We present several visualization systems for comparing and browsing evolutionary trees and genomic sequences. These systems use the Focus+Context navigational metaphor of allowing users to fluidly stretch and shrink parts of the view, as if manipulating a rubber sheet with the borders tacked down. We introduce cognitive scalability to this approach by guaranteeing the visibility of landmarks at all times, so that users can stay oriented as they explore complex datasets. In our systems, landmarks can be regions of difference between datasets, or the results of a search, or user-chosen regions. This technique, which we call "accordion drawing", supports smooth realtime transitions between a big-picture overview and a drilled-down views that show details in context.
TreeJuxtaposer is a system that allows users to compare large trees of several hundred thousand nodes. We propose a new methodology for detailed structural comparison between two trees and provide a new nearly-linear algorithm for computing the best corresponding node from one tree to another. SequenceJuxtaposer is a sequence visualization tool for the exploration and comparison of biomolecular sequences. SequenceJuxtaposer supports interaction at 20 frames per second when browsing a single sequence of over 1.2 million base pairs, or large collections of sequences up to 2 million total base pairs. In both systems, all runtime rendering algorithms are sublinear in the total number of tree nodes or base pairs in the dataset, and all preprocessing is subquadratic in those variables. Our rendering algorithms accomodate high-resolution displays as well as standard screen sizes. With these systems, we are able to quickly observe many features that had previously required significant analysis to discover.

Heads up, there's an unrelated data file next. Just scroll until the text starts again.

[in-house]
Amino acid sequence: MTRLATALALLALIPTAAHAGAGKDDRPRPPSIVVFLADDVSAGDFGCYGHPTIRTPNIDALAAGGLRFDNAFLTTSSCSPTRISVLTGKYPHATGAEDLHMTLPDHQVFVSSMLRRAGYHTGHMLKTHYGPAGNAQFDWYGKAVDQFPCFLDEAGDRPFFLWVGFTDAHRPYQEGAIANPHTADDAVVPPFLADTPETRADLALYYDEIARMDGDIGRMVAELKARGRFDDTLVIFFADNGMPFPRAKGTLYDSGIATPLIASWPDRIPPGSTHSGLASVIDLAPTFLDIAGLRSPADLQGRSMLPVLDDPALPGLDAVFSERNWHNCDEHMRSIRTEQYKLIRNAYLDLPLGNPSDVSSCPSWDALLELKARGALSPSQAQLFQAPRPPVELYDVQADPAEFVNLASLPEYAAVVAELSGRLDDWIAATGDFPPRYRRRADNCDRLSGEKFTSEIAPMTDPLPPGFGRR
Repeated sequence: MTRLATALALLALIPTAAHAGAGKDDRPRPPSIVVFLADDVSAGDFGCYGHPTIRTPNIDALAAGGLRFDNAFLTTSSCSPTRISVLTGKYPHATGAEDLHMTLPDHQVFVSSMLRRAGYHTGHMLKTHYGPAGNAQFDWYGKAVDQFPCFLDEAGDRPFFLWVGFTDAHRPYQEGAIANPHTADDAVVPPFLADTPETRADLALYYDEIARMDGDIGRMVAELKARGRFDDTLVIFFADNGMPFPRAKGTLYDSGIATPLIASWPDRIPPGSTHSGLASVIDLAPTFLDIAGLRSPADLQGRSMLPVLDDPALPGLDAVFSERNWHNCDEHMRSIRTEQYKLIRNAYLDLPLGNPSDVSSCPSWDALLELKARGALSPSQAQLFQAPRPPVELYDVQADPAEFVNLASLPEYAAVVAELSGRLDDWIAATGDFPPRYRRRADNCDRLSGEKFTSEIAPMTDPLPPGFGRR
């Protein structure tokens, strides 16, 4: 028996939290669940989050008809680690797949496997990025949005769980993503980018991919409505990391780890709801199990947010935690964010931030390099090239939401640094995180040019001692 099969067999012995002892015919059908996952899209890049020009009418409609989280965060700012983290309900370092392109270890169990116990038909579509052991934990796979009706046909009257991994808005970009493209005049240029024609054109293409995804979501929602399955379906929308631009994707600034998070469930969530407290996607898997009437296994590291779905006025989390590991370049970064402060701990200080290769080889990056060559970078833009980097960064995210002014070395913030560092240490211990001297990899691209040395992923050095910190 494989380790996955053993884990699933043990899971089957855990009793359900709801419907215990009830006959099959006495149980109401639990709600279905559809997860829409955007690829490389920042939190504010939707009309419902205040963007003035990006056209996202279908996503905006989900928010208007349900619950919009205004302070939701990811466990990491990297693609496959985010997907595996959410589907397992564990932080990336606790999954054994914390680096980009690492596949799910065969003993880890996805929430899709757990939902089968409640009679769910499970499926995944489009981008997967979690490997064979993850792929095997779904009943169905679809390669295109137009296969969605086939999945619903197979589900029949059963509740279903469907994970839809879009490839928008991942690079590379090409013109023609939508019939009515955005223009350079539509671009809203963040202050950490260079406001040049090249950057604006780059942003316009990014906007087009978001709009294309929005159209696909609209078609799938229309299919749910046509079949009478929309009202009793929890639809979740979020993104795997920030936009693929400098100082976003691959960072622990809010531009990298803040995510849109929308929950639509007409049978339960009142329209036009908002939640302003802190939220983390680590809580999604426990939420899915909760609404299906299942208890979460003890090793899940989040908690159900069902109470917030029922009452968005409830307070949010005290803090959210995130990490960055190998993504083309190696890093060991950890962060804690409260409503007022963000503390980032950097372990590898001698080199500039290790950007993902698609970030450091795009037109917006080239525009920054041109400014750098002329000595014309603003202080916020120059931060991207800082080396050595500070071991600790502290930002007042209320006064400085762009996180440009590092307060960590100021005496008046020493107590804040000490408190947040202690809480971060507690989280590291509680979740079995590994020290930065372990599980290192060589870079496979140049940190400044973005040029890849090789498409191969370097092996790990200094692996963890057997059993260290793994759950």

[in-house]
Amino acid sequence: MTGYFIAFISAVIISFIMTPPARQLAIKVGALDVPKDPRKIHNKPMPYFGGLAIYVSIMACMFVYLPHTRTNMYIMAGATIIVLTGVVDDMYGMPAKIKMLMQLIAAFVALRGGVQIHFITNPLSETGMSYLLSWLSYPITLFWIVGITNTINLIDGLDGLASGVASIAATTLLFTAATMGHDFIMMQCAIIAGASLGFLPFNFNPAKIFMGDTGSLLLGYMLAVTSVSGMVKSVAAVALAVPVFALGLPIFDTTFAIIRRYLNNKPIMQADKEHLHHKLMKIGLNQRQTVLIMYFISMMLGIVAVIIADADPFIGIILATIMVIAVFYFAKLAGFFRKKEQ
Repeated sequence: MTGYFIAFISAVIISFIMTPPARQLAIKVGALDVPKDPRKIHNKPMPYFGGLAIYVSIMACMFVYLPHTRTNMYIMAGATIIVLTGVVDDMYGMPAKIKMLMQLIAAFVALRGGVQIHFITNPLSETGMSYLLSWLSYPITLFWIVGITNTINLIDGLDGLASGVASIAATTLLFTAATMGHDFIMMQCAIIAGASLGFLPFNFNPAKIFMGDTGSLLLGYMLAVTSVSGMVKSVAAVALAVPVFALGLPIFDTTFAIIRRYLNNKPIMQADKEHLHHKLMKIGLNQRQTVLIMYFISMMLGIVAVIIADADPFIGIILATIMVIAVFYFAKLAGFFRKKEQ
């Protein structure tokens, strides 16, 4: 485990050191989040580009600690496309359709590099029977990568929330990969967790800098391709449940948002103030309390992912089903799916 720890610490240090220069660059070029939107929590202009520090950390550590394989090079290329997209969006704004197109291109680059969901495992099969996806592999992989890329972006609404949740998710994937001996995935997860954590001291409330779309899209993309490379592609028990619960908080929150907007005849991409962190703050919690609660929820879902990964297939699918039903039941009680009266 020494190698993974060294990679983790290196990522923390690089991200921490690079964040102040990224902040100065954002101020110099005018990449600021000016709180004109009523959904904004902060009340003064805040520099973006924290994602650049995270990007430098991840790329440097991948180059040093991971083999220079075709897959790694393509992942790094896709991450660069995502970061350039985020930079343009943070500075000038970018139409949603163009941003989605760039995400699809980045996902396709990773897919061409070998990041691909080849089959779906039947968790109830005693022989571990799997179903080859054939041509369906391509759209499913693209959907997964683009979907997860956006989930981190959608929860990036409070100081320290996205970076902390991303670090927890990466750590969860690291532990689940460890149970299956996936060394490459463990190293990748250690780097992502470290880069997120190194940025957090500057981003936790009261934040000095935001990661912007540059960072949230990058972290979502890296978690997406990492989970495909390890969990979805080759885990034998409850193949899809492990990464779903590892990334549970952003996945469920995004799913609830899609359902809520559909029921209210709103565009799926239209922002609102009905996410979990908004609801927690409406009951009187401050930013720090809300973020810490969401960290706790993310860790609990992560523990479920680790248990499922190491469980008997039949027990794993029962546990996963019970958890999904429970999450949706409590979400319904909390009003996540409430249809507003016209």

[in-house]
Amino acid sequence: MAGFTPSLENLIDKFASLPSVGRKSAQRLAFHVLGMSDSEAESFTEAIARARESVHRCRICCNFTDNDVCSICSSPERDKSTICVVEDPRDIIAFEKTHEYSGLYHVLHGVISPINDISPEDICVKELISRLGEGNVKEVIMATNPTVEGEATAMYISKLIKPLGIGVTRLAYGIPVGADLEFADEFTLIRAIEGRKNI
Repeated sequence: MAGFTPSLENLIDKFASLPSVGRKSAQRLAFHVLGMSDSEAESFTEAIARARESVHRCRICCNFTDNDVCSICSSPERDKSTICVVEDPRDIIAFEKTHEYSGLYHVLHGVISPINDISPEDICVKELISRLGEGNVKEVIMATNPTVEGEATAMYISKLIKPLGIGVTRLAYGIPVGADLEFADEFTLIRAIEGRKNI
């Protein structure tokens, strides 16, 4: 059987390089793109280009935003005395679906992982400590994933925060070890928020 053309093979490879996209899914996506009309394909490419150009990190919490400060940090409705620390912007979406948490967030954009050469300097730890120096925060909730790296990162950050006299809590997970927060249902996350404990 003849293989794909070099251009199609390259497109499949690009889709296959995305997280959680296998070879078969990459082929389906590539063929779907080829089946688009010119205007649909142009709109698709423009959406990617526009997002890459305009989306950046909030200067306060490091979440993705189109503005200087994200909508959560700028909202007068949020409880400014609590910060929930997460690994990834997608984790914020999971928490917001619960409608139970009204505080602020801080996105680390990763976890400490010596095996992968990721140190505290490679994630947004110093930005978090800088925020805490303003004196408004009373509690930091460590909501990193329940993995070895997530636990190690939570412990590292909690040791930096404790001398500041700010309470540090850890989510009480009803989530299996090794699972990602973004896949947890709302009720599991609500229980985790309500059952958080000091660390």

We also present the TJC and TJC-Q systems, which allow users to browse extremely large trees using the accordion drawing technique. TJC is a system that supports browsing trees up to 15 million nodes by exploiting leading-edge graphics hardware while TJC-Q allows browsing trees up to 5 million node on commodity platforms. Both of these systems use a fast new algorithm for drawing and culling and benefit from a complete redesign of all data structures for more efficient memory usage and reduced preprocessing time. In addition to browsing evolutionary trees, these tools are also useful in many other application domains where there is a demand for large-scale tree browsing, including network management, software engineering, database integration, and genealogy.
About the speaker:
Tamara Munzner has been an assistant professor in the University of British Columbia Department of Computer Science since 2002. Her current research interests are information visualization, graph drawing, dimensionality reduction, and interactive computer graphics. She was a research scientist from 2000 to 2002 at the Compaq Systems Research Center in California, and earned her PhD from Stanford between 1995 and 2000. She was on the technical staff of The Geometry Center, a mathematical visualization research group at the University of Minnesota, from 1991 to 1995.
University of British Columbia, Department of Computer Science